Sure, you could buy a laptop, tablet or cloud service from Toshiba. But how about some spinach?
The Tokyo-based conglomerate is joining other IT firms in Japan by getting into high-tech farming. The companies say there's demand for vegetables that are free of pesticides and other substances, as well as produce with specific nutritional profiles.
From July, Toshiba will begin shipping spinach, lettuce, baby leaf greens, sprouts and mizuna greens. They will be grown in a germ-free clean room at a factory that once made floppy disks.
The 1,969-square-meter facility in Yokosuka southwest of Tokyo had been lying idle, but it's being dusted off to grow vegetables that will be sold in supermarkets, convenience stores and restaurants. They will have an extended shelf-life compared to field-grown crops.
The agricultural technology installed includes fluorescent lighting that has a wavelength optimized for vegetable growth, monitoring systems to track the growth and a production management system based on methods used in semiconductor device manufacturing.
Japanese consumers want produce untainted by pesticides or other substances, according to Toshiba, which is aiming for annual sales of ¥300 million (US$2.9 million). It also plans to harvest vegetables that are rich in polyphenols and vitamin C.
"To meet these increasing demands, a closed-type plant factory that operates under almost aseptic conditions is ideal for production," a Toshiba spokeswoman said.
"Toshiba has all the integral technologies to achieve such a factory, including energy production and control, lighting, water and air control, ICT and a high level of production management. This is the major reason for us to enter the business."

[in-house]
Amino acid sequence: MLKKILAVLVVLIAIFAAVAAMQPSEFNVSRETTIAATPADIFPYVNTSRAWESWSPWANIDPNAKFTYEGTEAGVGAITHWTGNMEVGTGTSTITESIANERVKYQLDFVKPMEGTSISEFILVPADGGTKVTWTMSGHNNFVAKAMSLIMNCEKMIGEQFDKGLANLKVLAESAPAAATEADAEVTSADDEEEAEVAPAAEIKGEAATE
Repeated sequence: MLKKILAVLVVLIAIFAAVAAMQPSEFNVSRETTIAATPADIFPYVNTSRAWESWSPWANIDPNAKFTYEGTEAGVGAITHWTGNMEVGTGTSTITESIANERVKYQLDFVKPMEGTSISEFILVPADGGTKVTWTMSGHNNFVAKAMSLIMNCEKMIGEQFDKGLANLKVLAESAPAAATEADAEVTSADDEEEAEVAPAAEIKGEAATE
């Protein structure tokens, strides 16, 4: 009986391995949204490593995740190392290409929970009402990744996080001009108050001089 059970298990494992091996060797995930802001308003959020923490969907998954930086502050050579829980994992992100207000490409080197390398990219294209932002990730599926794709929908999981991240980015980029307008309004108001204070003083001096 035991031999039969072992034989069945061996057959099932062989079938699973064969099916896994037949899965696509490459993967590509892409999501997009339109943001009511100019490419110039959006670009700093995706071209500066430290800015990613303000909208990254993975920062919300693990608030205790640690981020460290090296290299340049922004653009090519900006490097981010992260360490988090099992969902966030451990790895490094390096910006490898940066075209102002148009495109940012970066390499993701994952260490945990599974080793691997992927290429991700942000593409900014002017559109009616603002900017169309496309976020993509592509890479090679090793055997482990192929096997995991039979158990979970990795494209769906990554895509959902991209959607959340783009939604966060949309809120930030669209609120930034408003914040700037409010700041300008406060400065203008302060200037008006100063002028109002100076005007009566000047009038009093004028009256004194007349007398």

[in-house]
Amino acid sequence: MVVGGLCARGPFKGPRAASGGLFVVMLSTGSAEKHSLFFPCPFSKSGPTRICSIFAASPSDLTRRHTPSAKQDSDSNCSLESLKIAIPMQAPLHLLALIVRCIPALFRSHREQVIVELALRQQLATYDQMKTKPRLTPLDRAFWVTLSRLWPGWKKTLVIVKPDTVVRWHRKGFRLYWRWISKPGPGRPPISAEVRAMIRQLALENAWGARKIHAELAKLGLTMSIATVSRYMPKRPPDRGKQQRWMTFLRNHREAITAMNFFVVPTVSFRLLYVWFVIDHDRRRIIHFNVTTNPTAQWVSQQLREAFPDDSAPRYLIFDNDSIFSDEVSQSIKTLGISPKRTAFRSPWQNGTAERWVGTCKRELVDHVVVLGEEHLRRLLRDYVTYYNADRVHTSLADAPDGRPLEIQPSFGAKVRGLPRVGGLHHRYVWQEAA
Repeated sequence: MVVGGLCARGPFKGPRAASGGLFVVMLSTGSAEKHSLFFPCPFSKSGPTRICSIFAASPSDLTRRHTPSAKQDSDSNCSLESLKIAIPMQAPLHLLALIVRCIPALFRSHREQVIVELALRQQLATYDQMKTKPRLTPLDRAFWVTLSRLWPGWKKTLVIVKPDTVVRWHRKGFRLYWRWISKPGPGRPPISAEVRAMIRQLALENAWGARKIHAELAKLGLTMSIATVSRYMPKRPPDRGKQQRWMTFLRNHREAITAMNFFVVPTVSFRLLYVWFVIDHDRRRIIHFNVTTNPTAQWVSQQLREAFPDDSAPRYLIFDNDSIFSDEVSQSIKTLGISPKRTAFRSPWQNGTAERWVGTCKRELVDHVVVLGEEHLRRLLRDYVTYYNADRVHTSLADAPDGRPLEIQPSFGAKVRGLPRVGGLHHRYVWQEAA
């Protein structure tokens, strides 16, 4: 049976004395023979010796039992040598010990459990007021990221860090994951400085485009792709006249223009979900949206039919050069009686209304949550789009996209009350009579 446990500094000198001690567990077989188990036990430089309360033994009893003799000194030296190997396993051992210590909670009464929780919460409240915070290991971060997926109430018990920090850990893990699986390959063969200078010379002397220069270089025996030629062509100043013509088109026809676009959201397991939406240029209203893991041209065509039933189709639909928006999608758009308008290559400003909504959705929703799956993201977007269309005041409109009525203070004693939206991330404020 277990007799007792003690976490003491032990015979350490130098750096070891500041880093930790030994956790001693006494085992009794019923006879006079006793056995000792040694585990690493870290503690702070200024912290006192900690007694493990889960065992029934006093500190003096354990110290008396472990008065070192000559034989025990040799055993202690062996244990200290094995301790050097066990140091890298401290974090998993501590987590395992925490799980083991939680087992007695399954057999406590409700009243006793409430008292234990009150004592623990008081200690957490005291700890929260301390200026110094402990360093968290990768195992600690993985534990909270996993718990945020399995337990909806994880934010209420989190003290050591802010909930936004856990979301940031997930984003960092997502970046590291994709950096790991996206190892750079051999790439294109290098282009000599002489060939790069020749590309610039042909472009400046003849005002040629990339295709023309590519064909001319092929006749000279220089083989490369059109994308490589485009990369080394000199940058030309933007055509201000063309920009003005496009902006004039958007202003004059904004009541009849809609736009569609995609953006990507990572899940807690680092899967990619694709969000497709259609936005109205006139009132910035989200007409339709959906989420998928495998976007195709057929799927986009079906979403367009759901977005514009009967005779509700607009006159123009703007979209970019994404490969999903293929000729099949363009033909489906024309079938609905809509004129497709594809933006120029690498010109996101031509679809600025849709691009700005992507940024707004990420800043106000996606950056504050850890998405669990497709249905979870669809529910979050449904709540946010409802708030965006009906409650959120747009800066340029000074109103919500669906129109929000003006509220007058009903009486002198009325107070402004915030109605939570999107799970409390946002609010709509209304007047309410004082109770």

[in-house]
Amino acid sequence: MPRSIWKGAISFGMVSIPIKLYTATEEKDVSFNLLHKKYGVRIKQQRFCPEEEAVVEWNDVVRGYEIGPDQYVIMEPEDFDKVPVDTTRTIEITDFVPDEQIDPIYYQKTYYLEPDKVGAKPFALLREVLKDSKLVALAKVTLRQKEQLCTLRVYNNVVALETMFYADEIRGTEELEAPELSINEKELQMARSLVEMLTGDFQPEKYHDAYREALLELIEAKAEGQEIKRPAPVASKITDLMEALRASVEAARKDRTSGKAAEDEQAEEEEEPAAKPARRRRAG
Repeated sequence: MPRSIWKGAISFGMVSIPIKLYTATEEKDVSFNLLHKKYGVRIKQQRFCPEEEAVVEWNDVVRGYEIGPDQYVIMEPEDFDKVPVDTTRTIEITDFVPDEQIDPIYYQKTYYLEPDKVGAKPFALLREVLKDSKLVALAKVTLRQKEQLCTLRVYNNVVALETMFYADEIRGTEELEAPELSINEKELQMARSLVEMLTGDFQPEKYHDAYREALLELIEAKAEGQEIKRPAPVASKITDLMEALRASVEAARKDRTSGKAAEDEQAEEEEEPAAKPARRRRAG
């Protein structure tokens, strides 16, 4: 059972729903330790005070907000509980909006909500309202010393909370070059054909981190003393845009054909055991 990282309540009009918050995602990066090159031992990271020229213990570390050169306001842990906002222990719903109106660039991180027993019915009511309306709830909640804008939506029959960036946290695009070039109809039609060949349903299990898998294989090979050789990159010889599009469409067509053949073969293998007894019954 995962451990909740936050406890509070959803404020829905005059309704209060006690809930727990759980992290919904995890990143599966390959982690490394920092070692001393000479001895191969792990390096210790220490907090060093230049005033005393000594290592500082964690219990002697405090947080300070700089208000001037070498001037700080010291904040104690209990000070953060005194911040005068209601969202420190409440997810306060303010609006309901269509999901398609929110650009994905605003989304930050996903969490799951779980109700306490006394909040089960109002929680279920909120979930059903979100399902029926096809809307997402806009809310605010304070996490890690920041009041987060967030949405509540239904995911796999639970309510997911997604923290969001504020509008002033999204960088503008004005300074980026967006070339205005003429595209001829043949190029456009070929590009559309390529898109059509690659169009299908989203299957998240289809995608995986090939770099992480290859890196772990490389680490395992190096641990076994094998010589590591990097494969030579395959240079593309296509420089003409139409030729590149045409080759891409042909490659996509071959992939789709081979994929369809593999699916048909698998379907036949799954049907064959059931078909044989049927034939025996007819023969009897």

Toshiba's move follows Fujitsu's production of lettuce grown in a sterile facility that was once used to make chips for mobile phones and other devices.
The leafy greens are raised in hydroponic racks with the help of sensors and cloud computing systems. They're also specially low in potassium and targeted at the more than 1 million Japanese who have chronic kidney disease. At about ¥500 per 90-gram bag, the lettuce is about twice the cost of regular lettuce in Japan, but it can be eaten without being washed.
"By using a clean room environment, virtually no contaminants will come into contact with the vegetables as dust that could be a breeding ground for bacteria is almost entirely nonexistent," said Koji Nomaki, a spokesman for group company Fujitsu Home & Office Services.
Fujitsu's cloud service for crops, dubbed Akisai, can help managers control factors such as internal air temperatures, humidity, CO2 levels, fertilizer levels, pH and electrical conductivity.
"If a product lot is unsatisfactory, the environmental factors of that particular lot can be confirmed and analyzed to develop countermeasures that prevent further occurrence of poor results," Nomaki said.
Sign up for Computerworld eNewsletters.